I have recently authored two papers dealing with the issue of FRAND in the context of standardization
Although much of the policy debate has focused during the past several years on the availability of injunctions to enforce SEPs against infringers, the meaning of FRAND remains of considerable importance in a context where there may be a need for settling SEP-related licensing disputes through third party determination of FRAND terms. For instance, Judge Robart in the Western District of Washington in Microsoft Corp. v. Motorola, Inc., set a both FRAND rate and range per unit for the Motorola’s video coding and wireless networking patents,for the purpose of helping the jury to determine whether Motorola had breached its FRAND commitment. More recently, Judge Holderman of the US District Court for the Northern District of Illinois Eastern Division in In re Innovatio IP Ventures, LLC determined the FRAND rate per chip that manufacturers had to pay to Innovatio for licensing its wireless networking patents.
Given the positions recently adopted by the FTC in its Google consent decree and the growing interest of scholars and practising lawyers in the potential need for third party determination of FRAND terms, there are reasons to believe that Judges Robart and Holderman’s decisions will not remain isolated and that parties to licensing negotiations will increasingly resort to courts or other forms of third-party determination, such as arbitration, to have them set the terms on which they are unable to reach an agreement. This raises the question of which methodologies these courts or arbitration tribunals should use when asked to set FRAND-compliant licensing terms.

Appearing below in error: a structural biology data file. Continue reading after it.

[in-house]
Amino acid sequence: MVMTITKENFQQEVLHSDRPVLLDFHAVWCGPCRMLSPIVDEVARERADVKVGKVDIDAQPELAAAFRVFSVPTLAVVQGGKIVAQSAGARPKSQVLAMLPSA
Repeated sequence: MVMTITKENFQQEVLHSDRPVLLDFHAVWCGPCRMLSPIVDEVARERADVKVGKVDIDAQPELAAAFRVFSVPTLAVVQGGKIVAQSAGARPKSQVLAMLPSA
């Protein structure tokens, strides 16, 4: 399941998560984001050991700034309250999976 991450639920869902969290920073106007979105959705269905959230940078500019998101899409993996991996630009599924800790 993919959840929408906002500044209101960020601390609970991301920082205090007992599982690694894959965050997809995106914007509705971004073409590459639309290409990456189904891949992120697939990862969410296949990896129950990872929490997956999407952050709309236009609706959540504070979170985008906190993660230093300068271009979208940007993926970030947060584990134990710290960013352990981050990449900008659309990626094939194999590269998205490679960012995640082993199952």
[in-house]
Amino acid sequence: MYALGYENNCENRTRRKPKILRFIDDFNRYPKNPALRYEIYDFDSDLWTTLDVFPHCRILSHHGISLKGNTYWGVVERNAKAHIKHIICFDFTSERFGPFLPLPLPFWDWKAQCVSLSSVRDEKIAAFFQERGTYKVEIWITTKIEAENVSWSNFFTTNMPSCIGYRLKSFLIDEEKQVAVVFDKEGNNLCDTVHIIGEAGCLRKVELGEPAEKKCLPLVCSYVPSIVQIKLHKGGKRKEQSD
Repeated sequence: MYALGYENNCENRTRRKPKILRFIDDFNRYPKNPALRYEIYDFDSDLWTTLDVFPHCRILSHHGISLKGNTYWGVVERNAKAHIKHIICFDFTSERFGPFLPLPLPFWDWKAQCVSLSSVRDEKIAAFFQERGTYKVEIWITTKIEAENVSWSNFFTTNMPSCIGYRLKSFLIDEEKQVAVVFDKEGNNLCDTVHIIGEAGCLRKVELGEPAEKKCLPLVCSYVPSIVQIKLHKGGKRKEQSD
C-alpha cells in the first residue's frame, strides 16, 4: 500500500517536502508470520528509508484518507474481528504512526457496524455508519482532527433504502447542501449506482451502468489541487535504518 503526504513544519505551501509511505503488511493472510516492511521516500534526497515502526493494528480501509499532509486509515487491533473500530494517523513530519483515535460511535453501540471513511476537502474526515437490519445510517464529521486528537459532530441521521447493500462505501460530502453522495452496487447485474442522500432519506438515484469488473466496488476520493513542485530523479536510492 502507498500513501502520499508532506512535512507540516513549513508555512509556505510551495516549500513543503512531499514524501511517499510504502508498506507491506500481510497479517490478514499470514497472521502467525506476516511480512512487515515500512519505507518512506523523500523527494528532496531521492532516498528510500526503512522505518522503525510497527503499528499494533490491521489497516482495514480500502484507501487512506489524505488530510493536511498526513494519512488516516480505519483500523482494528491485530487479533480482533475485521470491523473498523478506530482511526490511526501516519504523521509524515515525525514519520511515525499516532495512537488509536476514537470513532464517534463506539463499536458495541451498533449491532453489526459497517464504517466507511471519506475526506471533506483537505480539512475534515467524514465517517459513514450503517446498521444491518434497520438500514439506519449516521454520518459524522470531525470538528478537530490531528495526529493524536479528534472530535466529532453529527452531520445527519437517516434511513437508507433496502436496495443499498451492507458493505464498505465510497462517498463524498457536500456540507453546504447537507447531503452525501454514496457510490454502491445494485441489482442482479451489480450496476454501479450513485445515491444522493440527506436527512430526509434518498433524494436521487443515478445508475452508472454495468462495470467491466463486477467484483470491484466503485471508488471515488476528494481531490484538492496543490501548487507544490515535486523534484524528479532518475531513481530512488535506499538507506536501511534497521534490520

There is a large strand of legal and economic literature suggesting the FRAND regime is broken and that standardization is at risk given “hold-up and “royalty stacking” problems. A variety of proposals have been made to address these alleged problems, most of which seeking to decrease the bargaining power of essential patent holders to the benefit of standard implementers. The hold up and royalty stacking conjectures have been questioned by a number of authors essentially on the ground that these theories contained logical inconsistencies, but also that they were not based on sufficient empirical support to warrant policy reforms. Against this background, this paper explains why hold up and royalty stacking only occur in rare circumstances given the private solutions that are available to standard implementers to avoid paying license fees that are not FRAND or that would aggregate to a level that would render the implementation of the standard more difficult or even impossible. Given the dearth of empirical evidence over hold up and royalty stacking, this paper also looks at the evolution of the mobile communication sector in the past decade to see whether the alleged adverse consequences (in terms of harm to standard implementation, innovation and investment and the continuity of the standardization process) that would be created by hold up and royalty stacking can actually be observed. The available data suggests that the mobile communication device markets are healthy despite the fact that these markets have been said to be harmed by regular SEP-related abuses. Although it could be argued that these markets would be even healthier “but for” SEP abuses, the available data should give pause to those claiming that significant reforms should be made to the FRAND regime. In fact, the high degree of competition in the above markets and the presence of highly successful entrants that do not have a track record in the development of mobile communication technologies strongly suggest that the FRAND regime has largely worked in that it has stimulated the broad licensing of SEPs while maintaining a fair balance between the interests of SEP holders and standard implementers.